7. 9 CFR 381.144 - Packaging materials.

    Science.gov (United States)

    2010-01-01

    ... 9 Animals and Animal Products 2 2010-01-01 2010-01-01 false Packaging materials. 381.144 Section... Packaging materials. (a) Edible products may not be packaged in a container which is composed in whole or in... to health. All packaging materials must be safe for the intended use within the meaning of section...

  8. Chemical strategies for modifications of the solar cell process, from wafering to emitter diffusion; Chemische Ansaetze zur Neuordnung des Solarzellenprozesses ausgehend vom Wafering bis hin zur Emitterdiffusion

    Energy Technology Data Exchange (ETDEWEB)

    Mayer, Kuno

    2009-11-06

    The paper describes the classic standard industrial solar cell based on monocrystalline silicon and describes new methods of fabrication. The first is an alternative wafering concept using laser microjet cutting instead of multiwire cutting. This method originally uses pure, deionized water; it was modified so that the liquid jet will not only be a liquid light conductor but also a transport medium for etching fluids supporting thermal abrasion of silicon by the laser jet. Two etching fluids were tested experimentally; it was found that water-free fluids based on perfluorinated solvents with very slight additions of gaseous chlorine are superior to all other options. In the second section, the wet chemical process steps between wafering and emitter diffusion (i.e. the first high-temperature step) was to be modified. Alternatives to 2-propanol were to be found in the experimental part. Purification after texturing was to be rationalized in order to reduce the process cost, either by using less chemical substances or by achieving shorter process times. 1-pentanol and p-toluolsulfonic acid were identified as two potential alternatives to 2-propanol as texture additives. Finally, it could be shown that wire-cut substrates processed with the new texturing agents have higher mechanical stabilities than substrates used with the classic texturing agent 2-propanol. [German] Im ersten Kapitel wird die klassische Standard-Industrie-Solarzelle auf der Basis monokristallinen Siliziums vorgestellt. Der bisherige Herstellungsprozess der Standard-Industrie-Solarzelle, der in wesentlichen Teilen darauf abzielt, diese Verluste zu minimieren, dient als Referenz fuer die Entwicklung neuer Fertigungsverfahren, wie sie in dieser Arbeit vorgestellt werden. Den ersten thematischen Schwerpunkt bildet die Entwicklung eines alternativen Wafering-Konzeptes zum Multi-Drahtsaegen. Die Basis des neuen, hier vorgestellten Wafering-Prozesses bildet das Laser-Micro-Jet-Verfahren. Dieses System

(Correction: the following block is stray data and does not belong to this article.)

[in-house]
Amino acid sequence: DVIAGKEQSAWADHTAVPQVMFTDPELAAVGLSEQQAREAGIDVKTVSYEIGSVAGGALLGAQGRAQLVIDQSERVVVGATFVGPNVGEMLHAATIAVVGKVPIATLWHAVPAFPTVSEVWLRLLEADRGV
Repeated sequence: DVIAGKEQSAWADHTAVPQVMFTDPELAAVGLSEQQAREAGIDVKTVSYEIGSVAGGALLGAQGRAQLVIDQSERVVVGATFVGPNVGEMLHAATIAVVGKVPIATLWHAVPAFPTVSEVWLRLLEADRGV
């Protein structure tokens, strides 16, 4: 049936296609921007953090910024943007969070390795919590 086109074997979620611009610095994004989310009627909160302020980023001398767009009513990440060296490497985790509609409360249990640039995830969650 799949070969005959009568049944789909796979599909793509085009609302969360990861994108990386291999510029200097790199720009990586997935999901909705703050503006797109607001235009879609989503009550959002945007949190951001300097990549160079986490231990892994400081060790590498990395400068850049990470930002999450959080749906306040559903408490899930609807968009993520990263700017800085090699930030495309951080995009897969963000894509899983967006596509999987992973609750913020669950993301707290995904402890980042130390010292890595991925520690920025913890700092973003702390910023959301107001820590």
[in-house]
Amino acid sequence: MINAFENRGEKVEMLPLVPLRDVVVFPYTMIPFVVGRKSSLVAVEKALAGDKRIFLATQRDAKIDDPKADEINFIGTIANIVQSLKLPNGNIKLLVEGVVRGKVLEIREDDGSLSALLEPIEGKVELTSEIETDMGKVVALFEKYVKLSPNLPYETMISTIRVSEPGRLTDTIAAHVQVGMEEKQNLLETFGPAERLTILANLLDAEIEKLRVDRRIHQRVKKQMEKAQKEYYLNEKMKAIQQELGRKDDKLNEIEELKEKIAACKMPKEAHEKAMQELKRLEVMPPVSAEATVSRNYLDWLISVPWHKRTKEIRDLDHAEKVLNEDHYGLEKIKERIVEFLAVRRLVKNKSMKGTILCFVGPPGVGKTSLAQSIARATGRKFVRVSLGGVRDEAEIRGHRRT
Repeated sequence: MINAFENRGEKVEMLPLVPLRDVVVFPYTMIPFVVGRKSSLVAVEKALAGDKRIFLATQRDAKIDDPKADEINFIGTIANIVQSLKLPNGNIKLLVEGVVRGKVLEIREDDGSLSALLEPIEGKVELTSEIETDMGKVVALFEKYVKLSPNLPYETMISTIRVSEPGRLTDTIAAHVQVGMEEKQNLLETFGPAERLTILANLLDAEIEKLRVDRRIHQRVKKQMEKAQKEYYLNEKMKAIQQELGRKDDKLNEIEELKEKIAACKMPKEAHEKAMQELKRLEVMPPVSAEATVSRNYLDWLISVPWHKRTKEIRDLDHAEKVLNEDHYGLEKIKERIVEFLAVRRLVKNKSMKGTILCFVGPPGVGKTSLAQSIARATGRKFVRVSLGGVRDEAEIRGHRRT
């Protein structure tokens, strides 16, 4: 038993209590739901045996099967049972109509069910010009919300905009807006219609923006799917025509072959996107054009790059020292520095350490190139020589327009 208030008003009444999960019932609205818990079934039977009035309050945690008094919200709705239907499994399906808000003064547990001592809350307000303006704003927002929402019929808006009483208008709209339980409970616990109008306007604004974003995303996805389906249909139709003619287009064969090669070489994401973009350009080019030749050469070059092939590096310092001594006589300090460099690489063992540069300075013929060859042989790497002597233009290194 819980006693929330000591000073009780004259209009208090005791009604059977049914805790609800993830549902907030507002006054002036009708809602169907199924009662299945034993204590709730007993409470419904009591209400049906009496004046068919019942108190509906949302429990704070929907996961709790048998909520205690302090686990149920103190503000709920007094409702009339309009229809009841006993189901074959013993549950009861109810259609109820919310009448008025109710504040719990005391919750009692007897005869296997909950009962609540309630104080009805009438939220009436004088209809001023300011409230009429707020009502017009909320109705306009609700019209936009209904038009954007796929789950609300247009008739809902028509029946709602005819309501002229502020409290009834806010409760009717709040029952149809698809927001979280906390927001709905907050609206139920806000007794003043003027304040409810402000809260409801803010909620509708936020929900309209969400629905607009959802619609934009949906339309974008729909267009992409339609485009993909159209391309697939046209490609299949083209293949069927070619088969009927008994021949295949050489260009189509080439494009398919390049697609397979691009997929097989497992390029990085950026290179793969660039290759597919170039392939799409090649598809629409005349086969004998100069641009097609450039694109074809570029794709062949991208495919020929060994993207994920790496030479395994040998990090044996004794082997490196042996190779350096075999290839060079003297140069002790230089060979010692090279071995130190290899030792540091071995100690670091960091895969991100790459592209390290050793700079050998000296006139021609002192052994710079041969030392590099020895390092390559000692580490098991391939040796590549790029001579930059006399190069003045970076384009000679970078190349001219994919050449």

9. A new method for wafer quality monitoring using semiconductor process big data

    Science.gov (United States)

    Sohn, Younghoon; Lee, Hyun; Yang, Yusin; Jun, Chungsam

    2017-03-01

    In this paper we proposed a new semiconductor quality monitoring methodology - Process Sensor Log Analysis (PSLA) - using process sensor data for the detection of wafer defectivity and quality monitoring. We developed exclusive key parameter selection algorithm and user friendly system which is able to handle large amount of big data very effectively. Several production wafers were selected and analyzed based on the risk analysis of process driven defects, for example alignment quality of process layers. Thickness of spin-coated material can be measured using PSLA without conventional metrology process. In addition, chip yield impact was verified by matching key parameter changes with electrical die sort (EDS) fail maps at the end of the production step. From this work, we were able to determine that process robustness and product yields could be improved by monitoring the key factors in the process big data.

  10. Fabrication of capacitive micromachined ultrasonic transducers based on adhesive wafer bonding technique

    Science.gov (United States)

    Li, Zhenhao; Wong, Lawrence L. P.; Chen, Albert I. H.; Na, Shuai; Sun, Jame; Yeow, John T. W.

    2016-11-01

    This paper reports the fabrication process of wafer bonded capacitive micromachined ultrasonic transducers (CMUTs) using photosensitive benzocyclobutene as a polymer adhesive. Compared with direct bonding and anodic bonding, polymer adhesive bonding provides good tolerance to wafer surface defects and contamination. In addition, the low process temperature of 250 °C is compatible with standard CMOS processes. Single-element CMUTs consisting of cells with a diameter of 46 µm and a cavity depth of 323 nm were fabricated. In-air and immersion acoustic characterizations were performed on the fabricated CMUTs, demonstrating their capability for transmitting and receiving ultrasound signals. An in-air resonance frequency of 5.47 MHz was measured by a vibrometer under a bias voltage of 300 V.